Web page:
very roof-tree of his noble mansion, I need not here speak—they are well known. The law construed him a partner, and honor bound him to payment. One hundred and twenty thousand pounds sterling, namely, more than half a million of dollars, seemed to him a lighter weight to bear, than the disgraceof insolvency. Three years after he had entered on this course of lofty daring, it was my good fortune to spend with my family some days an invited guest at Abbotsford; and setting aside all reverence of genius, on no one of its proud monuments could I look with such veneration, as on its noble master, then approaching to his sixtieth birth-day, with some few infirmities of body, but none of mind or spirit, gallantly bearing up under this load of debt, and paying it off year by year with the fabled profusion of some eastern sage, whose magic wand gave him access to hidden treasures. It was a high and ennobling picture, yet not without its strain of melancholy. To see one whose years demanded, and whose toils so well deserved repose, whom genius had crowned with unenvied laurels, whom nations contended to reverence and kings to honor ; to see such an one tasking his strength in an herculean labor, that through his imprudence no poor man should suffer, and no rich man complain ; and no man, whether rich or poor, touch with a blot the fair escutcheon of his fame: this was a sight as full of moral worth as it was of intellectual greatness, and could hardly be viewed then, as it can hardly be contemplated now, without tears. There was in it that proud disdain of wealth, that lofty integrity of purpose, and that jealous sense of honor, which showed from what inner fount he had drawn those living traits of nobleness which so charm us in his novels.

Remuneration from the sale of his works in this country he had received none, and I felt humbled as an American, from the knowledge of it, as I ventured to suggest to him the manner in which his future copyright might be guarded

from the treachery of the press, and the inadequacy of the law. He listened to me, methought, with the spirit of some belted knight; regarded the plan as a subterfuge, unworthy, and most probably inoperative, and concluded, with putting it upon the score of natural justice, reciprocal right, and becoming courtesy between nations using a common language. On this occasion alone, was there a touch in his manner of the ancient Bruce, which seemed as if when chafed it could easily have taken the tone and bearing of that haughty baron.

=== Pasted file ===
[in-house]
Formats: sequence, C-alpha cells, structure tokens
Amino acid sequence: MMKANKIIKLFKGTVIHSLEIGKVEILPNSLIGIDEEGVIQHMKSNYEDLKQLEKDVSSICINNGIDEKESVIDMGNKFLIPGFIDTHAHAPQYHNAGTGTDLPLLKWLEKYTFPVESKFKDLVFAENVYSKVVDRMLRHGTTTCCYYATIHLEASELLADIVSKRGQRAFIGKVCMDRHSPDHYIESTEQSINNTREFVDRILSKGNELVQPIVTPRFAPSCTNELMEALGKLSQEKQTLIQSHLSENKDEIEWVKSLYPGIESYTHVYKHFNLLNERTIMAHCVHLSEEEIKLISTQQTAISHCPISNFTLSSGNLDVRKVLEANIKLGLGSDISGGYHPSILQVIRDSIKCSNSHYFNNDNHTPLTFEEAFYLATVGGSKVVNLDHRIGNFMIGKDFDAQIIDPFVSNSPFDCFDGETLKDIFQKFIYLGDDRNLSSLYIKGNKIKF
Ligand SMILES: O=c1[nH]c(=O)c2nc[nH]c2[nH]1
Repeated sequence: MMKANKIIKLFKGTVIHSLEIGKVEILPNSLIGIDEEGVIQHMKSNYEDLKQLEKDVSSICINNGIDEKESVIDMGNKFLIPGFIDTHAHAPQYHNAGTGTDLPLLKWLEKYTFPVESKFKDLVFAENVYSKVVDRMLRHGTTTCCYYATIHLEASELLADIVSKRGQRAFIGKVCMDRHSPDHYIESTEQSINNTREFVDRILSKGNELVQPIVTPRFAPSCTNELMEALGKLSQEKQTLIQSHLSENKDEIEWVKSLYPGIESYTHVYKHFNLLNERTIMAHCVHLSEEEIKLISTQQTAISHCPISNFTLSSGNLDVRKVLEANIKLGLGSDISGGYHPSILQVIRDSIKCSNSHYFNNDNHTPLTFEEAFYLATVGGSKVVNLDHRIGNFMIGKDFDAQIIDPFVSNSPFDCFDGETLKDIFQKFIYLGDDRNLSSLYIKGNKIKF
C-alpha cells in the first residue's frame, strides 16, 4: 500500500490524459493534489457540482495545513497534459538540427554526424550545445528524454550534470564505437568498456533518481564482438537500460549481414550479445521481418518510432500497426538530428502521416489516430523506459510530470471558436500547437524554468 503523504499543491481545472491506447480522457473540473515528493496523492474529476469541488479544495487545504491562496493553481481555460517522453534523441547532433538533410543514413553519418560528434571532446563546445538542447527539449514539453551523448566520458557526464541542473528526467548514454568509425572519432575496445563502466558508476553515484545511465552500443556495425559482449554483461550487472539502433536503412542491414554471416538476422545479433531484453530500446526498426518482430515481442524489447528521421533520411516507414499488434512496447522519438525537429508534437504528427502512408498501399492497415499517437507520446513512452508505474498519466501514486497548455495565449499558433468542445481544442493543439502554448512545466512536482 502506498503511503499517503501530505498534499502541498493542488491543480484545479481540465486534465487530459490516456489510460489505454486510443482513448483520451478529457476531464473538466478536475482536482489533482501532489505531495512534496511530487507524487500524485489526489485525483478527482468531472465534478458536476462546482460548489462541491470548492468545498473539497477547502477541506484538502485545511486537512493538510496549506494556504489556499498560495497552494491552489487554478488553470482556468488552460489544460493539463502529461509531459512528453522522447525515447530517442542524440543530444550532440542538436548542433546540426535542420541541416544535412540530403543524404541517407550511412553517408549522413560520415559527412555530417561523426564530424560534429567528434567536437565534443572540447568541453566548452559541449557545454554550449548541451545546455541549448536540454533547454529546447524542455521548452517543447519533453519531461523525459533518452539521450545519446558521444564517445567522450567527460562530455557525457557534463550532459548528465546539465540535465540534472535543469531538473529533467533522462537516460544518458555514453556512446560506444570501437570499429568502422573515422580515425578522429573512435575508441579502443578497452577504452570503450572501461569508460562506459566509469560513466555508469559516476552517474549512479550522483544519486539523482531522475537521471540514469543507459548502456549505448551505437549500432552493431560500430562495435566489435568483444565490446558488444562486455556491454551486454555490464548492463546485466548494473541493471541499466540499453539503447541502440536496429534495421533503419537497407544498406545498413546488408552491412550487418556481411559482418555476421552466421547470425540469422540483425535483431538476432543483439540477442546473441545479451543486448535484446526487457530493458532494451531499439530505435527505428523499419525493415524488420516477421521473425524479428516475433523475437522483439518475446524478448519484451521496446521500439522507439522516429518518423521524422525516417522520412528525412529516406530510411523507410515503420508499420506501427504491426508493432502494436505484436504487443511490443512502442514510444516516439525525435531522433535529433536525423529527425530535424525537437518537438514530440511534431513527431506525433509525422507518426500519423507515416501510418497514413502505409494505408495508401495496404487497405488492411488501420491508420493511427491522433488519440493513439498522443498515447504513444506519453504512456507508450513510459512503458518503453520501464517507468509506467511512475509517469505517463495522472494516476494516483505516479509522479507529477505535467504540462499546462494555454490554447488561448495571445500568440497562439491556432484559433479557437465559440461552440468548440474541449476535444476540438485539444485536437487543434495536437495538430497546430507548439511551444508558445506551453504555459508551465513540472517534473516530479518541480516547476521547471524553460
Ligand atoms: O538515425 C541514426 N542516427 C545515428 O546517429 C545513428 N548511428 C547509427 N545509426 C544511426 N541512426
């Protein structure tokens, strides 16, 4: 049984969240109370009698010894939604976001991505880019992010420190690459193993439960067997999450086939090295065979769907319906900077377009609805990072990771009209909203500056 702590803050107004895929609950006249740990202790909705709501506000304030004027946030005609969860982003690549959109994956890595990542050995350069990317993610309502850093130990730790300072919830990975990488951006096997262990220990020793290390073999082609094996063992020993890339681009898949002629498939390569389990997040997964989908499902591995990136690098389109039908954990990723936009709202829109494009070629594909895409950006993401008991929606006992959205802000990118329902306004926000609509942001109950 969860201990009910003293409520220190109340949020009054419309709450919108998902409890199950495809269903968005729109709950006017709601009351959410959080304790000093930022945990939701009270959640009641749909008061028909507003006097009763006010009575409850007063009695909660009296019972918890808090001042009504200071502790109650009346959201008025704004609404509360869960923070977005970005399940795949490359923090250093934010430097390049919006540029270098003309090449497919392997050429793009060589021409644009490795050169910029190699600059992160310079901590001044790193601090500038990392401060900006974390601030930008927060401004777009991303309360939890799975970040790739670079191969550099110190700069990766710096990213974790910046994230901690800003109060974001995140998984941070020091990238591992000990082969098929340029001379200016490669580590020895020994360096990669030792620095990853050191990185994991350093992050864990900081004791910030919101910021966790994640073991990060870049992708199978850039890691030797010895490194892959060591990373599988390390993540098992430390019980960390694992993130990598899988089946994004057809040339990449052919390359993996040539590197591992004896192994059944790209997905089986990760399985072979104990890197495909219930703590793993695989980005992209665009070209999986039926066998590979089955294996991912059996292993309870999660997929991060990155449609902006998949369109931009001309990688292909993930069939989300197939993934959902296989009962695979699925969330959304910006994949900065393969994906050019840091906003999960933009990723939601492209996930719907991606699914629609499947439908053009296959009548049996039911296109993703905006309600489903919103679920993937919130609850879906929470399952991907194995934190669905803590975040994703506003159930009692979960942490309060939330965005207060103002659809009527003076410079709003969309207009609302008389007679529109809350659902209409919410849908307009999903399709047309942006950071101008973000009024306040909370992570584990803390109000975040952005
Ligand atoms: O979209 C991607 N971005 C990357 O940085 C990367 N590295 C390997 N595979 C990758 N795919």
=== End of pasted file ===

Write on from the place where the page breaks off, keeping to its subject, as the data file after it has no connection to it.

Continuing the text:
“Proud was his tone, but calm; his eye
Had that compelling dignity;
His mien, that bearing haught and high,
Which common spirits fear.”

Such, however, was far from his usual manner, which was all kindness, gentleness and courtesy. But I have already elsewhere given this picture.*

Where Scott has dwelt is classic ground. His earlier residence was at Ashiesteel, about six miles above Abbotsford, where the Ettrick forest borders upon the Tweed, and gave the scene of several of his romances. It is more picturesque than his later residence, but less strongly associated with a name which now gives an interest above beauty. Abbotsford was the spot of an early choice.

"Here have I thought [said he] 'twere sweet to dwell
And rear again the chaplain's cell,
And deem each hour to musing given
A step upon the road to heaven."

In 1811 he became the purchaser of it. There was then, he

* This alludes to a letter addressed by the author, to the editor of the New-York American, November 19, 1832, on the news of Sir Walter's death.

told me, not a tree between the road and the river ; but “time and I against any two,” was ever his cheerful motto. And so it proved. In 1830, when I stopped at the outer gate, it was a forest of wood, out of which arose the turrets of his “ dreamlike mansion," like one of his own magic creations. To me, indeed, it was a magic scene; it was like the dark power of "gramarye;" for on the right arose the Eildon bills with their triple rent, and at their foot among the ruins of holy Melrose slept that wizard priest, to whose words of power “by art that none may name,” that rent was attributed. Beyond the house, and partially seen, rolled the Tweed with its dark waters; and beyond was Newark's birchen hill and riven tower, and all the associations of the minstrel's lay. If such was the influence of the scene, what was that of the mansion ? ""Twere long to tell," and not here the place. Within that noble mansion then all was joyous, now alas ! is its light quenched, and Abbotsford can be henceforth to the traveller but the scene of reverential musings; "sic transit.” And of that dreamlike mansion, how like a dream is now the recollection. Its stately towers and storied halls, seem to me but like some splendid vision of the night, when thoughts and forms not of mortal mould, fill the heart with feelings to which waking life is a stranger. « To meet and part, is mortals lot," such were Sir Walter Scott's farewell words to me. Alas! but too prophetic. One is gone,

then my companion; and he now is gone, then my honored host. Such is life, a watch in the night for its duration, a dream for its substance, and shadows for its actors; with nothing real in it, save the duties of life and the consolations of religion.

Such gentlemen, was one whom it requires an abler pen than mine rightly to delineate : but he is gone! milder skies were tried in vain; even soft Parthenope with its genial breezes failed to revive him, than whom it never received a